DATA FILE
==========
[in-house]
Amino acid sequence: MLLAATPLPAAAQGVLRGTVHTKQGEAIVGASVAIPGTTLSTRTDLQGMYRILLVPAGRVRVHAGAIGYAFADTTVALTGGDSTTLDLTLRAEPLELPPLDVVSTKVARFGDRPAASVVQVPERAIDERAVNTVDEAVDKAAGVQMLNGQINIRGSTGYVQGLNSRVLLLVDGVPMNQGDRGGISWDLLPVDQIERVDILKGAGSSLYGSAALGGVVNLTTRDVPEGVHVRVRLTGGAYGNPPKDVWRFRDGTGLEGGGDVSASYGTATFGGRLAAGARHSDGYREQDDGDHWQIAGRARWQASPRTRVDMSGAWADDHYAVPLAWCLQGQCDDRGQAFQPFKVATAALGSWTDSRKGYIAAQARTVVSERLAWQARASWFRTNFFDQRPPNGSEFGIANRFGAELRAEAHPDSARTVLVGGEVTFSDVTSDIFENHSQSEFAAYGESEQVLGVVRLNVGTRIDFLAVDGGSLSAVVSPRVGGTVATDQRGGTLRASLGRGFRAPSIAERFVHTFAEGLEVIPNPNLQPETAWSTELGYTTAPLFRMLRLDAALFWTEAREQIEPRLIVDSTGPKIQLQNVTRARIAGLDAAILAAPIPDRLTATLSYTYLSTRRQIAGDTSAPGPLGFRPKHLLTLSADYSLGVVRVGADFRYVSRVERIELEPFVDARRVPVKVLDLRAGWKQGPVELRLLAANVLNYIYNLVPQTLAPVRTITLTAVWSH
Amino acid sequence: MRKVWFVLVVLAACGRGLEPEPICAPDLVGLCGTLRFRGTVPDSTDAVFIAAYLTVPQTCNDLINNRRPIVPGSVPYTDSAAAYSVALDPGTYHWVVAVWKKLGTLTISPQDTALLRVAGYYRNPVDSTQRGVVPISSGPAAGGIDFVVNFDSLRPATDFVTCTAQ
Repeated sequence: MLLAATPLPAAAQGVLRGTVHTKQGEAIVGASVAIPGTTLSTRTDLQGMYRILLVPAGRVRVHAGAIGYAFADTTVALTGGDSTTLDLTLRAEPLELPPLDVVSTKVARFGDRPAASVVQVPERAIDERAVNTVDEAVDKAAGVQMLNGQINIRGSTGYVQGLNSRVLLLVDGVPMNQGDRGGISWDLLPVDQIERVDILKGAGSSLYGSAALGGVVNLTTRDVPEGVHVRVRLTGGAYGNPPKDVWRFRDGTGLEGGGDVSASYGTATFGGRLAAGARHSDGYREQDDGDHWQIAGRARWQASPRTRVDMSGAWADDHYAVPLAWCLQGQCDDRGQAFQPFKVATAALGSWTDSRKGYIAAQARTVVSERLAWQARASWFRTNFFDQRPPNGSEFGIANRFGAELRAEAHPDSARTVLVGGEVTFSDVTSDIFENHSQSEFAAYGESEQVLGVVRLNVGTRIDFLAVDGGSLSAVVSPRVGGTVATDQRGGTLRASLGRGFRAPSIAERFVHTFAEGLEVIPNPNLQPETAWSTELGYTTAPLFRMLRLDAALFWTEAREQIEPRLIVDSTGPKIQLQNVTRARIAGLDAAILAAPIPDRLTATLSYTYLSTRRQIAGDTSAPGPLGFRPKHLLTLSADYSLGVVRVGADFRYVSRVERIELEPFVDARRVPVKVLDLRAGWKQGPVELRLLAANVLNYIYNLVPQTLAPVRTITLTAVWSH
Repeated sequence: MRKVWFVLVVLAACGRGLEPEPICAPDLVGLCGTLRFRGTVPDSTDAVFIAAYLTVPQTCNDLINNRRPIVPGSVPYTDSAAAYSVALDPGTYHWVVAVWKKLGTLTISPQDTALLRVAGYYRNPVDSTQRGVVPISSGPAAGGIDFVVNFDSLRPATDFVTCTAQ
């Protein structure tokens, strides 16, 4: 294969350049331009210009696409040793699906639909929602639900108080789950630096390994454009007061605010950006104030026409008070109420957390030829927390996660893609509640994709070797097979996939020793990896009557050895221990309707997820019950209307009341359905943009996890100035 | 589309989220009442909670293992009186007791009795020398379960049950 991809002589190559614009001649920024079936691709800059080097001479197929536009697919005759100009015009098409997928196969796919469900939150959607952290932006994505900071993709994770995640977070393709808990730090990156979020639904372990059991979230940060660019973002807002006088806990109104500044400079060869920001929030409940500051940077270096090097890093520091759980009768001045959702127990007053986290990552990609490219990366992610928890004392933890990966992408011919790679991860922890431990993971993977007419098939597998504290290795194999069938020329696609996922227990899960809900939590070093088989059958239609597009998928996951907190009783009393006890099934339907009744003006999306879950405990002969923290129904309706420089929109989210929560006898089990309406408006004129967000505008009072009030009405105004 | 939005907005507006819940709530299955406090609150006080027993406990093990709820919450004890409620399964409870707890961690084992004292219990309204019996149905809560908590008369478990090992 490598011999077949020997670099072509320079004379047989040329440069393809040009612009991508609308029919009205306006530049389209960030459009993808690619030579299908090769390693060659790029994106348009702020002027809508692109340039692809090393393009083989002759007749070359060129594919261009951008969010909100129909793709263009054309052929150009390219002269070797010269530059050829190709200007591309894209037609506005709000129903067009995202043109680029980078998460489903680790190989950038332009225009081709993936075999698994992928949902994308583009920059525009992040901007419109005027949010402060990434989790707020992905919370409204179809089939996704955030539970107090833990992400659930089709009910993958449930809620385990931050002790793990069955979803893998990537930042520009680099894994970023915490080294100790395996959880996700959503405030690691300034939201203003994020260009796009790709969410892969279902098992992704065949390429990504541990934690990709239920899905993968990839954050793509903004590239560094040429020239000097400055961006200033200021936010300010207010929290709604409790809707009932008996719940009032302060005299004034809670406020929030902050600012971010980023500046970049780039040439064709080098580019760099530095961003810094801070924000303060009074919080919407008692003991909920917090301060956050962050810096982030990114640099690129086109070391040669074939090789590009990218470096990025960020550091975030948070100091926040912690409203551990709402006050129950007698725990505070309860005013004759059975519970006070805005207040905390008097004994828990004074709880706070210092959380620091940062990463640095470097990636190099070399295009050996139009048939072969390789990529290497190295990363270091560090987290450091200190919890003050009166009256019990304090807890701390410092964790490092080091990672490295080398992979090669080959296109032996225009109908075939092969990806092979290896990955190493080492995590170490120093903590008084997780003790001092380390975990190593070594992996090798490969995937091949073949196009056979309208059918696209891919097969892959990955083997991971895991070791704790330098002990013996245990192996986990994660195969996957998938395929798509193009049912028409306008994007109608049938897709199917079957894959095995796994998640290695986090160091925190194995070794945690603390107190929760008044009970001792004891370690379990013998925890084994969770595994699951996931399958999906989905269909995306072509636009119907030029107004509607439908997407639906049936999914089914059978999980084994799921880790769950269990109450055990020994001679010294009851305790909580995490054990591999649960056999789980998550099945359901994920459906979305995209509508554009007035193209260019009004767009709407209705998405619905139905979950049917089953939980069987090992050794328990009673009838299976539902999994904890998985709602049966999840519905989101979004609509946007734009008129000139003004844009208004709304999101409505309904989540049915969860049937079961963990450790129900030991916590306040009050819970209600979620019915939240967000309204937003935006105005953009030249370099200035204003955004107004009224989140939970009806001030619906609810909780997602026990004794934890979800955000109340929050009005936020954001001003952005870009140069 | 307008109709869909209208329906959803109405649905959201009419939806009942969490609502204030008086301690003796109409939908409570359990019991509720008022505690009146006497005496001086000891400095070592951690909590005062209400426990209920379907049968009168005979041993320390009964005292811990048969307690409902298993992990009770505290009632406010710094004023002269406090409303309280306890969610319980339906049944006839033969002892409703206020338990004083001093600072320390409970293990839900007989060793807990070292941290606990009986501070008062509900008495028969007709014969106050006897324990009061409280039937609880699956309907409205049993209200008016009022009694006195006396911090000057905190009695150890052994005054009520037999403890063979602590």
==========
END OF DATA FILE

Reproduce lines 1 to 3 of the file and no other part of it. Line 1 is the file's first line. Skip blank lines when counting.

[in-house]
Amino acid sequence: MLLAATPLPAAAQGVLRGTVHTKQGEAIVGASVAIPGTTLSTRTDLQGMYRILLVPAGRVRVHAGAIGYAFADTTVALTGGDSTTLDLTLRAEPLELPPLDVVSTKVARFGDRPAASVVQVPERAIDERAVNTVDEAVDKAAGVQMLNGQINIRGSTGYVQGLNSRVLLLVDGVPMNQGDRGGISWDLLPVDQIERVDILKGAGSSLYGSAALGGVVNLTTRDVPEGVHVRVRLTGGAYGNPPKDVWRFRDGTGLEGGGDVSASYGTATFGGRLAAGARHSDGYREQDDGDHWQIAGRARWQASPRTRVDMSGAWADDHYAVPLAWCLQGQCDDRGQAFQPFKVATAALGSWTDSRKGYIAAQARTVVSERLAWQARASWFRTNFFDQRPPNGSEFGIANRFGAELRAEAHPDSARTVLVGGEVTFSDVTSDIFENHSQSEFAAYGESEQVLGVVRLNVGTRIDFLAVDGGSLSAVVSPRVGGTVATDQRGGTLRASLGRGFRAPSIAERFVHTFAEGLEVIPNPNLQPETAWSTELGYTTAPLFRMLRLDAALFWTEAREQIEPRLIVDSTGPKIQLQNVTRARIAGLDAAILAAPIPDRLTATLSYTYLSTRRQIAGDTSAPGPLGFRPKHLLTLSADYSLGVVRVGADFRYVSRVERIELEPFVDARRVPVKVLDLRAGWKQGPVELRLLAANVLNYIYNLVPQTLAPVRTITLTAVWSH
Amino acid sequence: MRKVWFVLVVLAACGRGLEPEPICAPDLVGLCGTLRFRGTVPDSTDAVFIAAYLTVPQTCNDLINNRRPIVPGSVPYTDSAAAYSVALDPGTYHWVVAVWKKLGTLTISPQDTALLRVAGYYRNPVDSTQRGVVPISSGPAAGGIDFVVNFDSLRPATDFVTCTAQ